Our first ever issue of new SFF writing is coming in October, so stay tuned to hear exciting updates from Otherverse! The dream is to eventually produce print editions of every new issue of the magazine. So, if you believe in the power of science fiction and fantasy writing, please consider donating a quid to our future fund: https://otherversemagazine.com/support-us-2/. Every little donation brings us closer to achieving this goal!

See you again soon. Chandler out.

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Meet Yasmin


My name’s Yasmin and I am a co-founder of Otherverse Magazine (https://otherversemagazine.com/) a new sci-fi and fantasy publication coming out this October. We are currently open for submissions from both artists and authors and pay a flat fee of £30 to every writer we publish, and would love to receive your work!

We are very grateful for any support as we continue our journey to producing the first issue of Otherverse. If you would like to donate to ensure future issues of our magazine, you can do so here: https://otherversemagazine.com/support-us-2/


I’ve always loved reading, and some of my best childhood memories are waking up on a Saturday morning and pulling a tome out from under my pillow to read until my stomach started growling. As such, I am always on the lookout for exciting new releases and July is a packed month for SFF novels.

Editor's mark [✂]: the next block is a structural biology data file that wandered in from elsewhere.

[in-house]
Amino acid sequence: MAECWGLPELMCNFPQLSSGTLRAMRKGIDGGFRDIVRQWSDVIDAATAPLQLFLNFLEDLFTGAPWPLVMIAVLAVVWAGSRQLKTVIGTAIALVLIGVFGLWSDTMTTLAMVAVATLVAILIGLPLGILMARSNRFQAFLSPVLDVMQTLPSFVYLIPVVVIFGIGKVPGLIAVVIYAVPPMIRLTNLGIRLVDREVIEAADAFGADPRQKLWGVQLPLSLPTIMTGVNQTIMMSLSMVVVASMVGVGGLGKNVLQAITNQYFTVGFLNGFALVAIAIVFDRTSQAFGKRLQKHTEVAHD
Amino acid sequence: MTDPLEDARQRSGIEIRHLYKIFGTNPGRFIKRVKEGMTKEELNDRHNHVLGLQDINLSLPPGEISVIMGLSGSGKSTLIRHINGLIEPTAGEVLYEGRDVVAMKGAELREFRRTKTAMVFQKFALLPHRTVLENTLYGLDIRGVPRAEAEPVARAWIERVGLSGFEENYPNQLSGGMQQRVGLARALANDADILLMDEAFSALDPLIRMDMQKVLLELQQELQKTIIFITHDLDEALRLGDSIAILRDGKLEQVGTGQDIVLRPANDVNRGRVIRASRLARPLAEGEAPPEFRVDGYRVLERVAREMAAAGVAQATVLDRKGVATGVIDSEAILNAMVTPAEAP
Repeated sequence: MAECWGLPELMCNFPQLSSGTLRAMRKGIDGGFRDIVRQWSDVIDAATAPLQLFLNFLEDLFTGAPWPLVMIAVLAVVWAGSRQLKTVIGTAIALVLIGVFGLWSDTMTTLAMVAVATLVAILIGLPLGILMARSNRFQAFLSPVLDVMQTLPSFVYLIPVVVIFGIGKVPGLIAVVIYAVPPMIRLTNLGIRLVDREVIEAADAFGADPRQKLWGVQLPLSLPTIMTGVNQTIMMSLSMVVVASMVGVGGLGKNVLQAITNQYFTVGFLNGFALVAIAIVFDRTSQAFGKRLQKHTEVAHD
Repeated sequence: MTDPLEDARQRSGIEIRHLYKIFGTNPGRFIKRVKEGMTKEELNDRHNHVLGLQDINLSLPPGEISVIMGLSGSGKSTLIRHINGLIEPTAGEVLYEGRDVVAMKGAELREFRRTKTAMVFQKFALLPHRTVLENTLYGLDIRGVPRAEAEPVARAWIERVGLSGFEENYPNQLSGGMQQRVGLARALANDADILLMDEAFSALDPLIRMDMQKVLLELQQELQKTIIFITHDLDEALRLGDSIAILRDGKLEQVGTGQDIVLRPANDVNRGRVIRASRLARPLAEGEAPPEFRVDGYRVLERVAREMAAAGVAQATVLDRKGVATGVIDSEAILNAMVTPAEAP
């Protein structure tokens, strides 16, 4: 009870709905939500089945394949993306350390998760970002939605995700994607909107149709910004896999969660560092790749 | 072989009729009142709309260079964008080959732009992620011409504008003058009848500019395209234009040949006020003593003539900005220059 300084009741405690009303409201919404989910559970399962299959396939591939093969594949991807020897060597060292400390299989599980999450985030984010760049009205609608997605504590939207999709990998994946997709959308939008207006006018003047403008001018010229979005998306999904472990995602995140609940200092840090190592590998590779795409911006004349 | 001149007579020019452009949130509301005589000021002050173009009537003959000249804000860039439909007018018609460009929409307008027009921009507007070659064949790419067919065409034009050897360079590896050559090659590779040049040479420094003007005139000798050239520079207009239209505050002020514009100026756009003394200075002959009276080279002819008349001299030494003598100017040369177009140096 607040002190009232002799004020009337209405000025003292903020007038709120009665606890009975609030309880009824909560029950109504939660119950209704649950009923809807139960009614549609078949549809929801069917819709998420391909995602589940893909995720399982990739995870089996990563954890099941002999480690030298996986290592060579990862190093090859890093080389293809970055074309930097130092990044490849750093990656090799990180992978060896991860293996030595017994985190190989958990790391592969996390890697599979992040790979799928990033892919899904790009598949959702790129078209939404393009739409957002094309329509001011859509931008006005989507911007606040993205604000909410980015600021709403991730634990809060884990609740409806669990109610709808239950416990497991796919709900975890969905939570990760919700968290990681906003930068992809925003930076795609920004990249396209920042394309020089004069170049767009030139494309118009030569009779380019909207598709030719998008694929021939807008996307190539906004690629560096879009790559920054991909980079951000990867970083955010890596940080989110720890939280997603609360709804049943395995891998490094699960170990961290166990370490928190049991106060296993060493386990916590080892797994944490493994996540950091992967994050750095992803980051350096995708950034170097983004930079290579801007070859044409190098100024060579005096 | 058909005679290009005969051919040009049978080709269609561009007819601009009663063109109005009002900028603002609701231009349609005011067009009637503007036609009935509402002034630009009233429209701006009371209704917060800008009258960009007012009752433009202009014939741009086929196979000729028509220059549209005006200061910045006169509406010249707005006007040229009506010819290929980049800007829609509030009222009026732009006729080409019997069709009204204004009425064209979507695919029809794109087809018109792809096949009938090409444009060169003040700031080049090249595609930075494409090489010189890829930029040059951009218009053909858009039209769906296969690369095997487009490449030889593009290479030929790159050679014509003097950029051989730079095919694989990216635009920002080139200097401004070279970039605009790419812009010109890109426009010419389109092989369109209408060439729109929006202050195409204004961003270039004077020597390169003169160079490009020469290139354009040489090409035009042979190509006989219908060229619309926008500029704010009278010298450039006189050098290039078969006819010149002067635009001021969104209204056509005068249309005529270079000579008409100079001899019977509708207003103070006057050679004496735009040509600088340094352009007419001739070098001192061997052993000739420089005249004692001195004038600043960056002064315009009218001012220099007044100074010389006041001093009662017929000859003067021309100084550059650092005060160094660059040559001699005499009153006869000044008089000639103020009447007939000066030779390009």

You can find a comprehensive list of some of the most anticipated novels of the month here: https://gizmodo.com/51-new-sci-fi-and-fantasy-books-to-add-to-your-reading-1847149169.

The ones I will be looking out for on my next book shopping trip include:

‘Breeder’ by Honni van Rijswijk

Will Meadows is a seemingly average fifteen-year-old Westie, who lives and works in Zone F, the run-down outermost ring of the Corporation […] Every day in Zone F is a struggle, especially for Will who is fighting against time for access to an illegal medical drug, Crystal 8.

With a 4.6 Goodreads rating ‘Breeder’ is proving a hit, and personally I’m drawn to Rijswijk’s bleak dystopian worldbuilding. I am a huge fan of YA fiction, and find that a gritty setting can complement the characteristic angst of YA protagonists very well.

‘Capture the Crown’ by Jennifer Estep

Gemma Ripley has a reputation for being a pampered princess who is more interested in pretty gowns, sparkling jewelry, and other frivolous things than learning how to rule the kingdom of Andvari. But her carefully crafted persona is just an act to hide the fact that Gemma is a powerful mind magier—and a spy. 

Following the huge success of her Crown of Shards series, this new trilogy is sure to receive a lot of attention and draw readers back into a fantasy world they love. The combination of danger, mystery, and potential romance is often proves for a gripping read, and I am excited to see the development of Estep’s world. 

Which new releases are you on the lookout for? Are you excited to see a favourite author’s latest work, or has a dazzling debut caught your eye?